Stars in our eyes: four astronomy public lectures in one week!

Posted by mjs76 at Jan 16, 2012 02:09 PM |
University of Leicester joins in the Beeb’s national star-gazing event.

Musician-turned-physicist Professor Brian Cox and physicist-turned-comedian Dara O’Briain host Stargazing Live on BBC 2 this week, the BBC’s annual celebration of astronomy. To tie in with the TV shows there are events happening across the country, including a series of public lectures here at the University of Leicester.

The lectures, presented by researchers from our Department of Physics and Astronomy, take place next week on Tuesday, Wednesday and Thursday in the Rattray Lecture Theatre, starting at 6.30pm. All three are free to attend but please note the age limitation on Wednesday’s talk.

While prebooking is not essential, it would help us enormously if you could use this booking form to help us know how many people are likely to turn up to each lecture.

Tuesday 24 January 2012: Lots in Space

The vast tracts of space between cosmic bodies are permeated by electromagnetic fields and plasmas, whose complex interactions pose problems for astronauts and satellites and affect polar communication networks and air traffic, as well as causing the ‘northern lights’. Spacecraft have revealed that other planets exhibit their own spectacular plasma processes, and they have even been observed around other stars. In this talk, Dr Jonathan Nichols, an investigator on the Hubble Space Telescope, will discuss the science of space plasmas and reveal that there is, in fact, lots in space.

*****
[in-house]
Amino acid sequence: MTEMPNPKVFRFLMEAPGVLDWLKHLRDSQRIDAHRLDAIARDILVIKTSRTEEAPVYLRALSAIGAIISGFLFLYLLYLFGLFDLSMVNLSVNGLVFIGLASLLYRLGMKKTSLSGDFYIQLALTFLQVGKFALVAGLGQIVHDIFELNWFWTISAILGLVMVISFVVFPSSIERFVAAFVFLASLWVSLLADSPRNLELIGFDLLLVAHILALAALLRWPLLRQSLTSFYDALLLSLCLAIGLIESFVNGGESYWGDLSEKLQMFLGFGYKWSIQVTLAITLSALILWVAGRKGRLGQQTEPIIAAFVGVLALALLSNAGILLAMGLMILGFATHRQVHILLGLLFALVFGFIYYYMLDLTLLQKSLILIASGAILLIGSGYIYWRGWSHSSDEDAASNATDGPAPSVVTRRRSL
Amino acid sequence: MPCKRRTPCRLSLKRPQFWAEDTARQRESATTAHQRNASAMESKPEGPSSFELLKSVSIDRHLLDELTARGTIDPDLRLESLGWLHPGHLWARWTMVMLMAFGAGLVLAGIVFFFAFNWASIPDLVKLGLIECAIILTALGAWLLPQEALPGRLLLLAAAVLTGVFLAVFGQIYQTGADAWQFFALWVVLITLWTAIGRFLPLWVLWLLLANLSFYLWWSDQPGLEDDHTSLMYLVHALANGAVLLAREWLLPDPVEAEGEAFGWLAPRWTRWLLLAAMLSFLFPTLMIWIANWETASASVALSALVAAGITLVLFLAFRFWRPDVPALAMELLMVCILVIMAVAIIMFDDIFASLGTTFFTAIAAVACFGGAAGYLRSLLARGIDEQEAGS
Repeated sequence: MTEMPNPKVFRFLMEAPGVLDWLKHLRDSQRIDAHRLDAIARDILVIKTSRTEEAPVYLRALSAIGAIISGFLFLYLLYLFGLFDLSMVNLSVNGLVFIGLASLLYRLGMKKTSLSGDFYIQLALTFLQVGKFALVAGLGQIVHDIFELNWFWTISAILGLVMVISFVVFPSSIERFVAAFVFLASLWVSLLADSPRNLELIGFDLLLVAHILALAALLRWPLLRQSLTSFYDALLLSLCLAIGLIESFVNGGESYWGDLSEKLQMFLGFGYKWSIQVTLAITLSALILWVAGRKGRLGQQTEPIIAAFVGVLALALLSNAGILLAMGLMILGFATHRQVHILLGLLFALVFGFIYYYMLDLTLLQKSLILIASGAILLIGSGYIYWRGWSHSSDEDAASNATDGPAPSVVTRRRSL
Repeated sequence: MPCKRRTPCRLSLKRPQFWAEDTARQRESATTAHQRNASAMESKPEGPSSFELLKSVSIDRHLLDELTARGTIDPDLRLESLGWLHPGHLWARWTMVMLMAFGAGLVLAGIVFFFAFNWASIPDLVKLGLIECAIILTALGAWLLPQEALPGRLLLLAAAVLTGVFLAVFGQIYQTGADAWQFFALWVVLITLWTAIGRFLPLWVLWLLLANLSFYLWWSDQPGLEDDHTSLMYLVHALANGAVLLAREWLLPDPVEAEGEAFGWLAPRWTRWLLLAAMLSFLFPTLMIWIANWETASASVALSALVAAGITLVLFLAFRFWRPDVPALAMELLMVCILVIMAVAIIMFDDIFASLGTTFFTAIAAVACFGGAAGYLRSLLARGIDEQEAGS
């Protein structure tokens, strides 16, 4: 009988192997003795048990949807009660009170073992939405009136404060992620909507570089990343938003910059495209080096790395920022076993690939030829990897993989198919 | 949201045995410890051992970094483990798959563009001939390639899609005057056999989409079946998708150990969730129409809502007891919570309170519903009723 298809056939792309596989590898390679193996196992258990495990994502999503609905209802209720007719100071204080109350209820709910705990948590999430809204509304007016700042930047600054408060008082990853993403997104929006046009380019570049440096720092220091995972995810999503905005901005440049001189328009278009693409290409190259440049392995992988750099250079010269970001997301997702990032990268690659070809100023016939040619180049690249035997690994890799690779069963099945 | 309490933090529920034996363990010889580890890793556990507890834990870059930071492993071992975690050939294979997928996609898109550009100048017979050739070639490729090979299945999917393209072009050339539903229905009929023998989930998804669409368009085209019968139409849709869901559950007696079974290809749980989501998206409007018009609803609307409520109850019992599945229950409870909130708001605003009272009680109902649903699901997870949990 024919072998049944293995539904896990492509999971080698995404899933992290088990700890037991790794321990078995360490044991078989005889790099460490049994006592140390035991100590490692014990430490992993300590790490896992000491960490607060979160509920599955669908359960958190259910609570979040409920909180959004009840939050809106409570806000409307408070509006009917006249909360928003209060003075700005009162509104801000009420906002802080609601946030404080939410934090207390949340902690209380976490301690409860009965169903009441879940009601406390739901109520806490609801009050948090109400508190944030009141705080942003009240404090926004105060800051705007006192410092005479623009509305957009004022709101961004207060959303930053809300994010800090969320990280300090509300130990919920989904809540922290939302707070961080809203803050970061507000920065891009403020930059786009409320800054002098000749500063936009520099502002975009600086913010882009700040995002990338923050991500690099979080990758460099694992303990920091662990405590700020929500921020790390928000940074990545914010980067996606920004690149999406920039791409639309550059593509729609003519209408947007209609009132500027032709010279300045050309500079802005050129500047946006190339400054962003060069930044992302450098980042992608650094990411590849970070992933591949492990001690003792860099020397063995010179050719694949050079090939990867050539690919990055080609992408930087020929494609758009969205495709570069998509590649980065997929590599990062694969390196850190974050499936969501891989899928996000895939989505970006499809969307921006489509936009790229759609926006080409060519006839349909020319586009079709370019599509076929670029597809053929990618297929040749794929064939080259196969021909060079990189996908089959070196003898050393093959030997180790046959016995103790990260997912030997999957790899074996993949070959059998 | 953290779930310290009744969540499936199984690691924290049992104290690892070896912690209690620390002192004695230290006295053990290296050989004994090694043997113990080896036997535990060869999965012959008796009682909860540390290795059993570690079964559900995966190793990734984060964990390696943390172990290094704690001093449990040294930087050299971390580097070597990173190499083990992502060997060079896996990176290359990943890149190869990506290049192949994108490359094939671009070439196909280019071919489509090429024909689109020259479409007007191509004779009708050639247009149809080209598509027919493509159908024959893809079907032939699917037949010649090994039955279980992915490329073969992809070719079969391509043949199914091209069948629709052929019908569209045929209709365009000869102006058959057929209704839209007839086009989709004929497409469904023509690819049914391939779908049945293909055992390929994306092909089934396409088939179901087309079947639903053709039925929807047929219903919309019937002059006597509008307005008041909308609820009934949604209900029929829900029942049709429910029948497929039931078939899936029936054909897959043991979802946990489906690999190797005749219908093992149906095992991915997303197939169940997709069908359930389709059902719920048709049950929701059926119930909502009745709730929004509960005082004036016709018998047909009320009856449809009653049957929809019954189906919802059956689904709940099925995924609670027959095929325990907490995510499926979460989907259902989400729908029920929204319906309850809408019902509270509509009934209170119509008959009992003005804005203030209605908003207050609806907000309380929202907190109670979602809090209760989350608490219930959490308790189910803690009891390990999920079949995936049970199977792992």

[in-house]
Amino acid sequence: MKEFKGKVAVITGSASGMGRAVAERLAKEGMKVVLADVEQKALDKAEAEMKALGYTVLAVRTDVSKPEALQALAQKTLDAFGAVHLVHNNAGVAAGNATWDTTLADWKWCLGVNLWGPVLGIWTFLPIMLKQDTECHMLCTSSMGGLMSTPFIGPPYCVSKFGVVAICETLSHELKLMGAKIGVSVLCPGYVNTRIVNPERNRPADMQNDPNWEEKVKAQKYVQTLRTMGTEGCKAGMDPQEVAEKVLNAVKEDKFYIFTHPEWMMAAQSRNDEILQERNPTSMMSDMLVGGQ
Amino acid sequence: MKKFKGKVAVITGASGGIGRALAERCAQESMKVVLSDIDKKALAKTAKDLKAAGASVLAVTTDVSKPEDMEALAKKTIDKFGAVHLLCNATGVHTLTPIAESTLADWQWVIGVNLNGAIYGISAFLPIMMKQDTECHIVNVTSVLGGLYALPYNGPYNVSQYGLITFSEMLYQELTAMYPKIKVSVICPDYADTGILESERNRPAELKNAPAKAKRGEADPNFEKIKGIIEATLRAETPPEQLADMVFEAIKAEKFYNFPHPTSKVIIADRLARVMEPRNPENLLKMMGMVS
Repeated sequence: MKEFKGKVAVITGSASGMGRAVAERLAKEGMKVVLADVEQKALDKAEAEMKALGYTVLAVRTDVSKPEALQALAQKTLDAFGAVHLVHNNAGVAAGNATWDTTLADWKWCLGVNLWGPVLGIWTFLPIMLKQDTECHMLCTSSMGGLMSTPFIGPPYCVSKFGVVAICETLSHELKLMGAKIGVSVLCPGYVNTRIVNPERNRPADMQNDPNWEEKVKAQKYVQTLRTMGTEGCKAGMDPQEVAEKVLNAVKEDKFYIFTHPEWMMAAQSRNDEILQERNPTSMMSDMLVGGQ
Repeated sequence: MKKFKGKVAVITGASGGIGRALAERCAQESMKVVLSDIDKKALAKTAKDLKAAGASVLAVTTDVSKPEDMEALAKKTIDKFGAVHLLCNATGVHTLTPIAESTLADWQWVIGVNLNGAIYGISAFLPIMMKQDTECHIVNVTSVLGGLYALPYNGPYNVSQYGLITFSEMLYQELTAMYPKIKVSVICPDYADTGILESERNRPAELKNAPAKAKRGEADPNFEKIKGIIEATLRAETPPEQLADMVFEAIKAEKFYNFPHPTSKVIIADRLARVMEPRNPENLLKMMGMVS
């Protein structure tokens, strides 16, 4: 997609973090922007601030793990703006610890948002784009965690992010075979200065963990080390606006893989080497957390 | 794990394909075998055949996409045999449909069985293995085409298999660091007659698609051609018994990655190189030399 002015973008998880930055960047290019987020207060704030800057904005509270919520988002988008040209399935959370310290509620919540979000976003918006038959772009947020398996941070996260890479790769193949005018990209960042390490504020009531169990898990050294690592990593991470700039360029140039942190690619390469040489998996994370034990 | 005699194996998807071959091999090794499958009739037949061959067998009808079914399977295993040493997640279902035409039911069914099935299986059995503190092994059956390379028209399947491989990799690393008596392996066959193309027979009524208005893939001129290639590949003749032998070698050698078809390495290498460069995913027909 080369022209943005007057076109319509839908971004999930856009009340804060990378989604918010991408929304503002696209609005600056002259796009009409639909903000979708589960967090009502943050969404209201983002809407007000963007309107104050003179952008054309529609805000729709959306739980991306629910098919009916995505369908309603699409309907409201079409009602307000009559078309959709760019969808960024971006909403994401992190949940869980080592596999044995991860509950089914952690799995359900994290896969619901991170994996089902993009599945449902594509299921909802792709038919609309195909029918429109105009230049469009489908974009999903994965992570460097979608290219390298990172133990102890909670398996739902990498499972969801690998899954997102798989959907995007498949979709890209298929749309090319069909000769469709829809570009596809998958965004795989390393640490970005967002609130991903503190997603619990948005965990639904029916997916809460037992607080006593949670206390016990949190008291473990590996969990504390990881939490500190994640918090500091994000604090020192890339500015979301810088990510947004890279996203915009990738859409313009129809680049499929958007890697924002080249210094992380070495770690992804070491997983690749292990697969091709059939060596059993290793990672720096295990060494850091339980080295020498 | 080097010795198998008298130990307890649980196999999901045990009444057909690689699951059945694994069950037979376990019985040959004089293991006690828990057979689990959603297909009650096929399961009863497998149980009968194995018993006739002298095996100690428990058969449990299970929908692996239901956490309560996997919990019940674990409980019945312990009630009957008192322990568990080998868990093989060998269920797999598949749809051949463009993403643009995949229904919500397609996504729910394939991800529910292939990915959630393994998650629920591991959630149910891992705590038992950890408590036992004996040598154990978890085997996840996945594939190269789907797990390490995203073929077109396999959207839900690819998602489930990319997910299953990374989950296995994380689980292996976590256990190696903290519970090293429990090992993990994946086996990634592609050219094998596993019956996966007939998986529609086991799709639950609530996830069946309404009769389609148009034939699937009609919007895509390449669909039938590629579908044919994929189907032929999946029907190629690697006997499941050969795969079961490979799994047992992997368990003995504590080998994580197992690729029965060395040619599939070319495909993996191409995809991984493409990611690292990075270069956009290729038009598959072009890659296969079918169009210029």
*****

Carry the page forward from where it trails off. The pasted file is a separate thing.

• Talk suitable for all ages.
  • Come along at 5.30pm for an astronomy lecture double bill – see below.

Wednesday 25 January 2012: Exploring Mars

In this talk, Dr John Bridges, a participating scientist on NASA's Mars Science Laboratory mission, discusses what we know about the evolution of Mars throughout the long history of Martian investigation: from the early telescopic images which showed the presence of polar ice up to the current and planned rover missions.  When will we be able to answer the question: was there ever life on Mars?

  • Talk suitable for ages 14+.

Thursday 26 January 2012: How to Build a Milky Way

An over-arching goal of contemporary astronomical research is to answer the question: how did galaxies like our own Milky Way form? A basic picture has emerged in which dark matter, gravity, gas and black holes all play key roles. But what is dark matter? How does the gas in a primordial galaxy turn into stars? And why do black holes seem to know the size of the galaxy that will grow around them? In this talk, Dr Mark Wilkinson will present some of our latest findings which make use of the world's largest telescopes and the most powerful supercomputers to address fundamental questions about the origin of the Milky Way.

  • Talk suitable for all ages.

And there’s more…

On Tuesday 24 January, Professor Andrew Blain from our Department of Physics and Astronomy presents a free public lecture on ‘Finding extreme galaxies hiding in the infrared’ as part of our Inaugural Lectures series. He will discuss the advances being made in ground-based astronomy using infra-red wavelengths including the amazing ALMA telescope currently under construction in Chile. Professor Blain’s lecture is in the Ken Edwards Building, Lecture Theatre 1, at 5.30pm.

If you want to see both Professor Blain and Dr Nichols, you can do so easily: from the Ken Edwards Building to the Rattray is just a couple of minutes’ walk across campus.

Share this page: